But okay.  I’ll go with it.  A simple case of “operator error.”  It isn’t the first time for me and won’t be the last, of this I can be sure, but perhaps the true culprit was distance.  They were too far from my sight – as in, the garden – and were allowed to get too dry.  Listing says, these isty bitsy guys need consistent moisture.  Alrighty, then —  on to plan B!

So I started the next batch on my back patio, you know, so I could see them, and remember to water them — much like I do with my fragile broccoli sprouts.  But nope, this didn’t work either (temperamental little things).  So not only can I NOT claim an advance toward my goal of self-sustainability — this failure is ruining coveted visions of giving my sprouts that “hair trim” so cutely illustrated in the book!

Whatever.  Some times, you just have to let go.

September was blowing in and I was still onion-less, so I trotted down to my local seed store.  Now mind you, my local seed store is a Godsend.   They patiently answer all my questions – my very basic questions – most probably thinking:  Should you be gardening?  But ever the professionals, they never let on, though it does remind me of my school days.  I was that kid up front asking so many questions, my fellow students would snicker, dunce.  While I never actually heard them utter the word, I know they were thinking it.  Want to ask who got an A on the test come Friday?

You guessed it (me, for the slow kids in the back).   And that’s the point.  If you keep at it, you will succeed – with the help of your local seed and feed store.   It’s an invaluable resource, not to mention a great place to buy your hay, compost, organic fertilizers and the like.  For those high on excitement but short on time, many stores offer ready to go veggie plants making it super EASY to get your garden growing! transplants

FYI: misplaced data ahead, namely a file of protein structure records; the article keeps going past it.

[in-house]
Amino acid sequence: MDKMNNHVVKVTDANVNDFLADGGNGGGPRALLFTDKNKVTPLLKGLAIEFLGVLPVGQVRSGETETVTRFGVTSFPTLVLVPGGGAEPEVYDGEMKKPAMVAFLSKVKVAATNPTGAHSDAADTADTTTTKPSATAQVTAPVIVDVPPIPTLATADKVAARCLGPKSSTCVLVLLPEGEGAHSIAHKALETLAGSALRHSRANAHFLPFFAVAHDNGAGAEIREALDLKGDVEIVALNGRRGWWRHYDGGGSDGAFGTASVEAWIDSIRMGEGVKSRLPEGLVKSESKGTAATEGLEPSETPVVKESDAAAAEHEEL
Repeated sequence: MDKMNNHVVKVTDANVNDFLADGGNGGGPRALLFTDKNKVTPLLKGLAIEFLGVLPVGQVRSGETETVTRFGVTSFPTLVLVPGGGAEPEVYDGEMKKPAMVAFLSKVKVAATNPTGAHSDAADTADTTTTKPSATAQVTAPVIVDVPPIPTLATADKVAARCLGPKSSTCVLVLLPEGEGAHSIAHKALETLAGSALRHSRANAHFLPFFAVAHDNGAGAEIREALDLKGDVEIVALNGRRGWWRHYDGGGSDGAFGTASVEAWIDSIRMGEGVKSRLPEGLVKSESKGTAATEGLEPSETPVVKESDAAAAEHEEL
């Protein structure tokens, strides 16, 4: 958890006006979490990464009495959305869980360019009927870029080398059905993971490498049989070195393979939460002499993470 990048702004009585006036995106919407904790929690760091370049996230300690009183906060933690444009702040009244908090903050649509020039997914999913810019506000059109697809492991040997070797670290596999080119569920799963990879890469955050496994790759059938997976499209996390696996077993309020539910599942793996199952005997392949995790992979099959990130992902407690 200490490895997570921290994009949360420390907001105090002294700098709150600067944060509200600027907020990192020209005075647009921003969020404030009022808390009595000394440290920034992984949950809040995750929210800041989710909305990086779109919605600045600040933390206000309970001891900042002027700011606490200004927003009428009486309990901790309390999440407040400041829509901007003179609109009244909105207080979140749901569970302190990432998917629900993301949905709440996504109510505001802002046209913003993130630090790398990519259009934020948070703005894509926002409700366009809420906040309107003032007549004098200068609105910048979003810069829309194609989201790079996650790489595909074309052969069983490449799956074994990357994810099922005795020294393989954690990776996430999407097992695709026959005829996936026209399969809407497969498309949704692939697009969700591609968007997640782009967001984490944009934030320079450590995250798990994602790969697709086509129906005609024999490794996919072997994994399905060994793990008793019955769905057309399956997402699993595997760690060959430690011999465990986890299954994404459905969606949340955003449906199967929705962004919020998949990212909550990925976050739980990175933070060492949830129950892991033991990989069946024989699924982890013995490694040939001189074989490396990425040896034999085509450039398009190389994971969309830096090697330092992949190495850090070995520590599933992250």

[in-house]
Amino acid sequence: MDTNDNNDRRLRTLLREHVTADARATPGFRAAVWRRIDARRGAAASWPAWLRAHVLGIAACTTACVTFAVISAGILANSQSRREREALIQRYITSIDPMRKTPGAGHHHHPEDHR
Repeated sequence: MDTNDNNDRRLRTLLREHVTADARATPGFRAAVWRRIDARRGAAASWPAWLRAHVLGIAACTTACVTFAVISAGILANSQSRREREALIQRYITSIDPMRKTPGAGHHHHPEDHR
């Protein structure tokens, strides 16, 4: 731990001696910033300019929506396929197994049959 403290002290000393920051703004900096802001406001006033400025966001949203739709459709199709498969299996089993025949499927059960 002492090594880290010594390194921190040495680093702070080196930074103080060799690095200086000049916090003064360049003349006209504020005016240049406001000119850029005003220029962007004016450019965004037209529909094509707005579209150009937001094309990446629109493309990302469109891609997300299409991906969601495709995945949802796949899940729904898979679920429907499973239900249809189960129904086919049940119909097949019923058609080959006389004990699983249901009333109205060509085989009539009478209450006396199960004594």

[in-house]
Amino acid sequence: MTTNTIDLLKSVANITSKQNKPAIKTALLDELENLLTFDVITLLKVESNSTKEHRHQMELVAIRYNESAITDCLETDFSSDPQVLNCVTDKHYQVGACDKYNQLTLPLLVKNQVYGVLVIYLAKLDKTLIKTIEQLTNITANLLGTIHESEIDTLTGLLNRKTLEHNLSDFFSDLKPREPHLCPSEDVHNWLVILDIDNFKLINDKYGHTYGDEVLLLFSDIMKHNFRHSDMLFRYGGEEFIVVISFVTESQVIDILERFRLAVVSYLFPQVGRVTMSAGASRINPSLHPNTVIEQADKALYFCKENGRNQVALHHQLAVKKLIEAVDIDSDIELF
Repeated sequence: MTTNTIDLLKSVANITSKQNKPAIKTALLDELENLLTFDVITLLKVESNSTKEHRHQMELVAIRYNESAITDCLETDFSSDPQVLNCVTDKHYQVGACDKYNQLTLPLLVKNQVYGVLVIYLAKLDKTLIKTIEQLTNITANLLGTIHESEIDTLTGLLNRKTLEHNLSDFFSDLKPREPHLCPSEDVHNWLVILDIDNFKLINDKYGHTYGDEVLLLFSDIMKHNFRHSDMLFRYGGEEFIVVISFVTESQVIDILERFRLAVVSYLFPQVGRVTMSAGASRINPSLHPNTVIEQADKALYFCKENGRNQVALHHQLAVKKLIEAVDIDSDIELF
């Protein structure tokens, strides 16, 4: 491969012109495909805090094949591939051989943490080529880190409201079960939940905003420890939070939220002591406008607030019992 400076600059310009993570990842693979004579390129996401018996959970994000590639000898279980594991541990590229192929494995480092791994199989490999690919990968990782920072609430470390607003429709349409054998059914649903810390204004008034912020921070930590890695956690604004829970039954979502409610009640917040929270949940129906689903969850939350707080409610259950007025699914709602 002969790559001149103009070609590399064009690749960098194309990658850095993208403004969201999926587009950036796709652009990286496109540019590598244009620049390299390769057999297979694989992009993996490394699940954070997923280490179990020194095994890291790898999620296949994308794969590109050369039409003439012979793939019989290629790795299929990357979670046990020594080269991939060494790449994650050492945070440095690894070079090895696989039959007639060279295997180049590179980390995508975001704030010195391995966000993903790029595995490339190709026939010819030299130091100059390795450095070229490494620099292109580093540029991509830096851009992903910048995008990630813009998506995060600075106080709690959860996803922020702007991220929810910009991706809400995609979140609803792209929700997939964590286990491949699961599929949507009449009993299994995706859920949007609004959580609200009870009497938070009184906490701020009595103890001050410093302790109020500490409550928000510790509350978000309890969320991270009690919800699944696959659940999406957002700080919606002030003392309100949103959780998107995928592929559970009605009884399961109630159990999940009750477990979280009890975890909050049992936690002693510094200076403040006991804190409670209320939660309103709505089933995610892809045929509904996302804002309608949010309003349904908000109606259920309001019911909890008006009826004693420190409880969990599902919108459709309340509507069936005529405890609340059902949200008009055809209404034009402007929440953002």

But pssssst…  Don’t let on you’re interested in sustainable gardening and seed preservation procedures —  kinda puts a damper on their seed sales, if you know what I mean.   And trust me, you don’t want them to set out the unwelcome mat for you cause you’re gonna need them when those seeds you’ve been drying get mistaken for crumbs, or knocked off the counter by an overzealous Labrador.  Sometimes, you drop them on your way out to the garden.   Get the picture?

Visit your seed store early and often and you’ll enjoy a row of sprouts like these beauties – though they do resemble a bad hair transplant a bit, don’t they?

Got Pumpkins?

Make pumpkin pie!  And yes, I’m talking about those pumpkins from your front porch step.  In our effort to become less “environmentally wasteful,” the kids and I carved out our pumpkins, tossed the stringy mess into the compost pile, saved the seeds for roasting and/or next year’s crop and commenced to cookin!  We found this great recipe online from www.pickyourown.org and it worked like a charm.  And it’s a heck of a lot easier than I would have imagined!

pumpkin pies

Once you completely carve the pumpkin, you cook it.  We steamed ours stove top, but they have instructions for microwave and oven, too.  Because we didn’t have a steamer big enough, I put a metal colander inside one of my biggest pots, cut the pumpkin into large pieces, then covered it with tin foil.  Twenty minutes later – cooked, squishy pumpkin!  It peels off the skin with little or no effort, then you place it into a big mixing bowl and add sugar (we used organic, purchased from our grocer), spices, evaporated milk and eggs.  The recipe is enough for two pies, unless they’re both deep dish.